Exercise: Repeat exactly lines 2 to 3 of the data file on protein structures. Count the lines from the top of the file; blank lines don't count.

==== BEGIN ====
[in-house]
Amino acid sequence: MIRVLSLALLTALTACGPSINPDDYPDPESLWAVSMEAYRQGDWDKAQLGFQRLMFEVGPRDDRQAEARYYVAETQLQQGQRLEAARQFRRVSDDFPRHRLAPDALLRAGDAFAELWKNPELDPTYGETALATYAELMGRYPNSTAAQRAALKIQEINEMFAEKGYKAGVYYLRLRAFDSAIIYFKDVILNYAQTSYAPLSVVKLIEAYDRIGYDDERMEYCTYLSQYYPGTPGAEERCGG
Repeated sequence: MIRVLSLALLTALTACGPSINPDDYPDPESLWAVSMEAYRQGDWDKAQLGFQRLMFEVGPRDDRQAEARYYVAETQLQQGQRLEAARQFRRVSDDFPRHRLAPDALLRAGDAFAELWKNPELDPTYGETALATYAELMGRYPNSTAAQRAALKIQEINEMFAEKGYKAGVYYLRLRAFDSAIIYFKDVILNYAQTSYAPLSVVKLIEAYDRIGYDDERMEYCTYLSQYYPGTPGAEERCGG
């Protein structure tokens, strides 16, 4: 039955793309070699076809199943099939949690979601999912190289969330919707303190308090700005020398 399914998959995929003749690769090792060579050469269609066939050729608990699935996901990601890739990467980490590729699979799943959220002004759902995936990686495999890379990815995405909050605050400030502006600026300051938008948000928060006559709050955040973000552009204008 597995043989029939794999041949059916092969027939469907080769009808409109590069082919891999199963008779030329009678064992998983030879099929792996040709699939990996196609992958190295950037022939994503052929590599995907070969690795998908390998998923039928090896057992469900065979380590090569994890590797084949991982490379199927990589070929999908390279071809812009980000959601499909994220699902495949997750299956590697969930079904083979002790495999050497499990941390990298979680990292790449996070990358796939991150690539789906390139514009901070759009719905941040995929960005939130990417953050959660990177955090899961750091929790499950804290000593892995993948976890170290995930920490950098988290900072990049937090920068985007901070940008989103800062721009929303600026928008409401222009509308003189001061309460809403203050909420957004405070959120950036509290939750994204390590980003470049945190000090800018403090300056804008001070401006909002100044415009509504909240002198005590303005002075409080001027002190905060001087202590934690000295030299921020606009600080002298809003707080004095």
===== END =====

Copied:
Amino acid sequence: MIRVLSLALLTALTACGPSINPDDYPDPESLWAVSMEAYRQGDWDKAQLGFQRLMFEVGPRDDRQAEARYYVAETQLQQGQRLEAARQFRRVSDDFPRHRLAPDALLRAGDAFAELWKNPELDPTYGETALATYAELMGRYPNSTAAQRAALKIQEINEMFAEKGYKAGVYYLRLRAFDSAIIYFKDVILNYAQTSYAPLSVVKLIEAYDRIGYDDERMEYCTYLSQYYPGTPGAEERCGG
Repeated sequence: MIRVLSLALLTALTACGPSINPDDYPDPESLWAVSMEAYRQGDWDKAQLGFQRLMFEVGPRDDRQAEARYYVAETQLQQGQRLEAARQFRRVSDDFPRHRLAPDALLRAGDAFAELWKNPELDPTYGETALATYAELMGRYPNSTAAQRAALKIQEINEMFAEKGYKAGVYYLRLRAFDSAIIYFKDVILNYAQTSYAPLSVVKLIEAYDRIGYDDERMEYCTYLSQYYPGTPGAEERCGG